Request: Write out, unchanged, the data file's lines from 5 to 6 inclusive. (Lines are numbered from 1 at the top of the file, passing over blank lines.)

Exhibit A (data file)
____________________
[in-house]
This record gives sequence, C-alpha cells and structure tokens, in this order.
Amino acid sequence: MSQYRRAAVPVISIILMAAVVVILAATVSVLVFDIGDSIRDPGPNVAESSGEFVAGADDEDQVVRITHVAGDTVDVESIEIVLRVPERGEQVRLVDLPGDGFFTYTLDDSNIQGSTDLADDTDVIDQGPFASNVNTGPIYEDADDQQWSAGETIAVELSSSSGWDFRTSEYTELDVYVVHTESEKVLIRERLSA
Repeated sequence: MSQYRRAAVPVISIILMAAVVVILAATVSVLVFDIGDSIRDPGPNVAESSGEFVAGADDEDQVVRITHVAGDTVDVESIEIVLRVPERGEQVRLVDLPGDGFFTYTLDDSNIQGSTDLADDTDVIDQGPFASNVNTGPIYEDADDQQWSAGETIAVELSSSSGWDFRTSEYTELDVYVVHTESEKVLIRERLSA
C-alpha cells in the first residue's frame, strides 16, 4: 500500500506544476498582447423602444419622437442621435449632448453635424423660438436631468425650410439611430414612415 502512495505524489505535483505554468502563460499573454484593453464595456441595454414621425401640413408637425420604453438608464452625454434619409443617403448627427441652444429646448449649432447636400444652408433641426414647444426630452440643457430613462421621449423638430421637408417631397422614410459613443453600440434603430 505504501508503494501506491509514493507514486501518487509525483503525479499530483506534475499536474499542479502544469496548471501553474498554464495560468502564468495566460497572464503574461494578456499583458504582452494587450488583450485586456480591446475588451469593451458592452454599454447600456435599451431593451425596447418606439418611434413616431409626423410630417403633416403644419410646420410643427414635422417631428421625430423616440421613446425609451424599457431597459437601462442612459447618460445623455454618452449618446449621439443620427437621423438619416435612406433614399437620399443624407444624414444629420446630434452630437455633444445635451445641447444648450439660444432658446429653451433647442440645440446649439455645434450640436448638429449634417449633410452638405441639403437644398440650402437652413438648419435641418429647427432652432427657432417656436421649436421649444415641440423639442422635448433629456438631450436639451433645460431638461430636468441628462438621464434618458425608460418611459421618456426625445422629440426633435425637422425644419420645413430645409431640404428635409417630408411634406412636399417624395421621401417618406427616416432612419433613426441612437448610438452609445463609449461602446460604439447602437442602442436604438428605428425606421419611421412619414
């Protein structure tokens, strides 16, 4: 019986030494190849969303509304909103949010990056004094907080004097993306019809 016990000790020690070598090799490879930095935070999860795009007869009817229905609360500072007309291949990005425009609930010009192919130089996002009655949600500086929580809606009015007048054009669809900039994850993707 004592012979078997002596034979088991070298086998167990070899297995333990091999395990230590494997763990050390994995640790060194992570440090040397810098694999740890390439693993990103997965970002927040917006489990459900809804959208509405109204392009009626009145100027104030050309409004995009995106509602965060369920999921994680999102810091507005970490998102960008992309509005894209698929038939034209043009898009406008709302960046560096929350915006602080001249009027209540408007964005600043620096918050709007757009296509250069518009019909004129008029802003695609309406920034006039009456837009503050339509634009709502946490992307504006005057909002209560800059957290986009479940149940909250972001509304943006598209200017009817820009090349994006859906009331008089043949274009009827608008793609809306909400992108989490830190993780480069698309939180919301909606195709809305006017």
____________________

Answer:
C-alpha cells in the first residue's frame, strides 16, 4: 500500500506544476498582447423602444419622437442621435449632448453635424423660438436631468425650410439611430414612415 502512495505524489505535483505554468502563460499573454484593453464595456441595454414621425401640413408637425420604453438608464452625454434619409443617403448627427441652444429646448449649432447636400444652408433641426414647444426630452440643457430613462421621449423638430421637408417631397422614410459613443453600440434603430 505504501508503494501506491509514493507514486501518487509525483503525479499530483506534475499536474499542479502544469496548471501553474498554464495560468502564468495566460497572464503574461494578456499583458504582452494587450488583450485586456480591446475588451469593451458592452454599454447600456435599451431593451425596447418606439418611434413616431409626423410630417403633416403644419410646420410643427414635422417631428421625430423616440421613446425609451424599457431597459437601462442612459447618460445623455454618452449618446449621439443620427437621423438619416435612406433614399437620399443624407444624414444629420446630434452630437455633444445635451445641447444648450439660444432658446429653451433647442440645440446649439455645434450640436448638429449634417449633410452638405441639403437644398440650402437652413438648419435641418429647427432652432427657432417656436421649436421649444415641440423639442422635448433629456438631450436639451433645460431638461430636468441628462438621464434618458425608460418611459421618456426625445422629440426633435425637422425644419420645413430645409431640404428635409417630408411634406412636399417624395421621401417618406427616416432612419433613426441612437448610438452609445463609449461602446460604439447602437442602442436604438428605428425606421419611421412619414
């Protein structure tokens, strides 16, 4: 019986030494190849969303509304909103949010990056004094907080004097993306019809 016990000790020690070598090799490879930095935070999860795009007869009817229905609360500072007309291949990005425009609930010009192919130089996002009655949600500086929580809606009015007048054009669809900039994850993707 004592012979078997002596034979088991070298086998167990070899297995333990091999395990230590494997763990050390994995640790060194992570440090040397810098694999740890390439693993990103997965970002927040917006489990459900809804959208509405109204392009009626009145100027104030050309409004995009995106509602965060369920999921994680999102810091507005970490998102960008992309509005894209698929038939034209043009898009406008709302960046560096929350915006602080001249009027209540408007964005600043620096918050709007757009296509250069518009019909004129008029802003695609309406920034006039009456837009503050339509634009709502946490992307504006005057909002209560800059957290986009479940149940909250972001509304943006598209200017009817820009090349994006859906009331008089043949274009009827608008793609809306909400992108989490830190993780480069698309939180919301909606195709809305006017």